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Just in case it's hard to find, here is that thread on a good breeder. It's geared for someone who wants to breed their cat... but all the points are absolutely spot on for finding a good breeder.

http://www.catforum.com/forum/39-breeding/82178-good-breeder.html

For me, I wouldn't buy a cat, dog, horse, or anything unless it was within a distance for me to visit. I want to SEE where the cats live and how they are treated. I want to SEE how the breeder interacts with the animals and how they are treated. All that is going to shape their temperaments and personalities.

I would make sure to research the breed and know what defects come with them. Then I'd wait for the breeder to bring it up. If they don't bring them up without me prompting them and show me proof that their cats are tested before breeding, I'd walk away. They are dishonest.

I'd want to SEE the sire and the queen. Not pictures, the actual cats.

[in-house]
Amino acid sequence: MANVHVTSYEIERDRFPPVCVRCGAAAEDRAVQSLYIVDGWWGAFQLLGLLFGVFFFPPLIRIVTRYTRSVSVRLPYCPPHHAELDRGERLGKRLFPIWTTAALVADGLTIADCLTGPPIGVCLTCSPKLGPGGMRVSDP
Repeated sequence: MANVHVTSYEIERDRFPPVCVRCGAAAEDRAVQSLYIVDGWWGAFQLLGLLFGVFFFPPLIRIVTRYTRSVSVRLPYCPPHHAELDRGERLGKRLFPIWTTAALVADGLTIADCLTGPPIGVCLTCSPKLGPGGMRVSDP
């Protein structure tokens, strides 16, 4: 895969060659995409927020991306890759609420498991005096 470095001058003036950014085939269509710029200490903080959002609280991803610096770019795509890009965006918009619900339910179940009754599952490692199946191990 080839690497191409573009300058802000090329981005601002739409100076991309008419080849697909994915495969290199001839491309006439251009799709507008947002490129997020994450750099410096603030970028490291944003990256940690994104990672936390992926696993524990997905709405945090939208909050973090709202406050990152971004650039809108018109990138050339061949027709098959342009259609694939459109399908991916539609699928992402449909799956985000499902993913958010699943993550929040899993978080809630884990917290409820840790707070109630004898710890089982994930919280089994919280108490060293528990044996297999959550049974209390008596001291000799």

I'd ask if their cats are shown. WHY are they breeding. If they aren't showing their cats and breeding to improve the quality of the breed, they aren't a good breeder.

I would expect to hear there is a return policy. If the cat has something wrong with it the contract should state clearly what happens. Usually that means returning the cat for another or your $$ back.

Are they going to be there to help you after adoption. Do you have their home number and their cell number so if there are any issues or questions you can contact them at any time.
 

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Discussion Starter #8
I was just looking it up and there is a society here that deals with pure breds, called the Central Cat Fanciers Club of the Philippines or CCFCP. They're registered as an official club with the Cat Fanciers Association. I e-mailed CCFCP asking if they had a breeder's registry where I can look up the names of the breeders.
 

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That's a good resource to start. Just remember that it's probably a registry they can pay to be on so it doesn't guarantee they are quality breeders. You still need to take all the steps to be sure they are a quality breeder and not a backyard kitten mill